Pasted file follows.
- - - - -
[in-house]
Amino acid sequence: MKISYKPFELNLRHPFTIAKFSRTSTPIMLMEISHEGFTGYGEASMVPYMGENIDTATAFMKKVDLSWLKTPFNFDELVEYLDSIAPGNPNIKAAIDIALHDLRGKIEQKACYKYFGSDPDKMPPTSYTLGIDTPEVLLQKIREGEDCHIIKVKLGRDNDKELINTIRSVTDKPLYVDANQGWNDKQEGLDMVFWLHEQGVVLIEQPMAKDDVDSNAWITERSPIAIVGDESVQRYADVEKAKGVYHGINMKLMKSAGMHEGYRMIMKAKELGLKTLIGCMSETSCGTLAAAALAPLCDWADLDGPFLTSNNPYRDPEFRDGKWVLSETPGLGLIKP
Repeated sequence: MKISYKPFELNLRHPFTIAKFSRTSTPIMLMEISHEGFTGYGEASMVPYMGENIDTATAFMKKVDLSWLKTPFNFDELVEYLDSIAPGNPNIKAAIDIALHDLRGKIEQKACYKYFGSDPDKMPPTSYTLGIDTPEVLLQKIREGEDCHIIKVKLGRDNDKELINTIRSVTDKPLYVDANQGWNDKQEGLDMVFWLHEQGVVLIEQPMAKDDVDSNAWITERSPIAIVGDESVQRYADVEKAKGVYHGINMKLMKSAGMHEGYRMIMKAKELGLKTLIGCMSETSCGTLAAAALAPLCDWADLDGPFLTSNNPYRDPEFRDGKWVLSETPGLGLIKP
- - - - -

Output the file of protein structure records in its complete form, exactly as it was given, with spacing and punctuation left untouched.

[in-house]
Amino acid sequence: MKISYKPFELNLRHPFTIAKFSRTSTPIMLMEISHEGFTGYGEASMVPYMGENIDTATAFMKKVDLSWLKTPFNFDELVEYLDSIAPGNPNIKAAIDIALHDLRGKIEQKACYKYFGSDPDKMPPTSYTLGIDTPEVLLQKIREGEDCHIIKVKLGRDNDKELINTIRSVTDKPLYVDANQGWNDKQEGLDMVFWLHEQGVVLIEQPMAKDDVDSNAWITERSPIAIVGDESVQRYADVEKAKGVYHGINMKLMKSAGMHEGYRMIMKAKELGLKTLIGCMSETSCGTLAAAALAPLCDWADLDGPFLTSNNPYRDPEFRDGKWVLSETPGLGLIKP
Repeated sequence: MKISYKPFELNLRHPFTIAKFSRTSTPIMLMEISHEGFTGYGEASMVPYMGENIDTATAFMKKVDLSWLKTPFNFDELVEYLDSIAPGNPNIKAAIDIALHDLRGKIEQKACYKYFGSDPDKMPPTSYTLGIDTPEVLLQKIREGEDCHIIKVKLGRDNDKELINTIRSVTDKPLYVDANQGWNDKQEGLDMVFWLHEQGVVLIEQPMAKDDVDSNAWITERSPIAIVGDESVQRYADVEKAKGVYHGINMKLMKSAGMHEGYRMIMKAKELGLKTLIGCMSETSCGTLAAAALAPLCDWADLDGPFLTSNNPYRDPEFRDGKWVLSETPGLGLIKP